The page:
And all this time what our friend the adviser was ACTUALLY doing, in the name of the noblest ideals around, was finding an excuse to not act, to not stand up against an obvious wrong, to not do the right thing. It was also politically convenient, seeing that the aggressor happened to be the authority. He also wanted to prevent others as well (particularly the witness) from doing it, for if that happened, wouldn't he have been exposed for what HE truly was - a coward, a charlatan? In the process, without fully comprehending it, he ended up giving blind, unconditional support to the aggressor and became a party to the crime wreaked upon the victim.


Luckily, the witness had other more sensible friends and a stronger internal compass. And he learned, the hard way, that this fence-sitting friend of his couldn't be trusted or consulted henceforth. It wasn't worth debating the facts with someone who respects people's perspectives and assumptions more than facts, someone who differentiates credibility solely based on hierarchy ("the aggressor is the boss so he must be right, while the victim was just an employee so she could be wrong"), someone for whom the words "Satyamev Jayate" do not have any real meaning. Such people can be a serious waste of time and mental energy.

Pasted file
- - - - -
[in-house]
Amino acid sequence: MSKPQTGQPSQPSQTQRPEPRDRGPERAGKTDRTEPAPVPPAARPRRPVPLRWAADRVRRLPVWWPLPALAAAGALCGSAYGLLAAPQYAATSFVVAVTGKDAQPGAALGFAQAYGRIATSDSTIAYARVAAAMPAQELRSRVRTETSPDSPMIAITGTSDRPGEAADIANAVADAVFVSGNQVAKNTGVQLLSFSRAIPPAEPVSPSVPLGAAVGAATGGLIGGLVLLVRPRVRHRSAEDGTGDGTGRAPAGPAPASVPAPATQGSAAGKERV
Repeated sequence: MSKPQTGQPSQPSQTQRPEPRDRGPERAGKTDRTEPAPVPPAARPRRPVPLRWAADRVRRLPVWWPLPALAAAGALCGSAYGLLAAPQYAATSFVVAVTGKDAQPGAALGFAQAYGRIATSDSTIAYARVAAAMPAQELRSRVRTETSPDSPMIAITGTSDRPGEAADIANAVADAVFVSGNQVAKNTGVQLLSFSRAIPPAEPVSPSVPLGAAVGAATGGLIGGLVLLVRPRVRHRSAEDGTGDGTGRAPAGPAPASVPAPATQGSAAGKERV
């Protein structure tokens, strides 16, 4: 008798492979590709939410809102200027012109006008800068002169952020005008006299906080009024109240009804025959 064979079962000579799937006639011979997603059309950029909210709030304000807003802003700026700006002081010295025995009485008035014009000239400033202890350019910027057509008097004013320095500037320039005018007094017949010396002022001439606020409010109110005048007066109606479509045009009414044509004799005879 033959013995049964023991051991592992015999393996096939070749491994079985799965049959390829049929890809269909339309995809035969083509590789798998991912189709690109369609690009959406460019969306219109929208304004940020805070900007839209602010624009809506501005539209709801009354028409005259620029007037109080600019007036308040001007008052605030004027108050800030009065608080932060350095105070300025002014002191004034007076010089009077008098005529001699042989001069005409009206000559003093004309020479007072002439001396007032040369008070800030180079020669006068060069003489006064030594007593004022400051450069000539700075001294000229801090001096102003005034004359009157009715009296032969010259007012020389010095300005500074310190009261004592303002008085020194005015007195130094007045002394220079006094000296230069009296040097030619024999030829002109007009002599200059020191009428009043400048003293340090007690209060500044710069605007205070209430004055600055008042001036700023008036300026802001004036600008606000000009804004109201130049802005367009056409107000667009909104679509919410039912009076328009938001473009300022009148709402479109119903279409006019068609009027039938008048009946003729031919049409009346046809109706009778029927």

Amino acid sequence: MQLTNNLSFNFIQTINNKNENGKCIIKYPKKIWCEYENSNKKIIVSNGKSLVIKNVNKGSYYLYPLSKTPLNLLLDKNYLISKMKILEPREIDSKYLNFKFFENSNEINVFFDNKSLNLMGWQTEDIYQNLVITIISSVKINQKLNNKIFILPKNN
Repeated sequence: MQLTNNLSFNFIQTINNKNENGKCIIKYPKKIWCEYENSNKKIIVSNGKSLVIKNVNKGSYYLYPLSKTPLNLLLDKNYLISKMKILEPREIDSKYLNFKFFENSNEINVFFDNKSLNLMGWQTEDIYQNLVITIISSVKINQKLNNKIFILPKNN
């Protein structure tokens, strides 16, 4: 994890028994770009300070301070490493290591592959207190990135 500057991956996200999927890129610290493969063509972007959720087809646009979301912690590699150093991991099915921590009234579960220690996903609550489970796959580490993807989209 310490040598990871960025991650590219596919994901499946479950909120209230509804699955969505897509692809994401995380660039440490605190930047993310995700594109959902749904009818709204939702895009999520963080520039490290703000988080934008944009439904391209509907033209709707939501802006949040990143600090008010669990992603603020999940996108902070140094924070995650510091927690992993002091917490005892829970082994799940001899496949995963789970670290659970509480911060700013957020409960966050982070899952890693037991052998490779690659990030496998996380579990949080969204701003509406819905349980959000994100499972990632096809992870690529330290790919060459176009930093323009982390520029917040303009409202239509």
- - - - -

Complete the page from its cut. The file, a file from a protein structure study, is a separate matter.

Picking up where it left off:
He soldiered on, stuck to the facts on the ground and ignored the speculations, dug deeper, found the evidence required, exposed the aggressor's actions, got the whole community to acknowledge the facts and admit that a wrong had been committed, and got the harm to the victim undone. Sure, he committed a few minor faux pas, pissed some (irrelevant and highly over-rated) people off, and had to face some consequences of his own due to a large number of the crowd being of this fence-sitting mindset. But all that was trivial compared to the several more real friends and tons of goodwill and credo from across the board he earned on the way, and the lessons in leadership and systems of operating he learned at a much higher level of cognition than any passive spectator could have.

The friend had assumed that his "neutral" position gave him immunity from all responsibility or consequences relating to the matter. Had his "neutral" advice been heeded, the victim would never have seen the light of justice. So he ultimately ended up losing his own credibility, created a totally negative image for himself in the eyes of the victim and her loved ones especially, and lost his friendship with the witness forever.

Something we must keep in mind : Peace is not the absence of conflict. It is the presence of justice.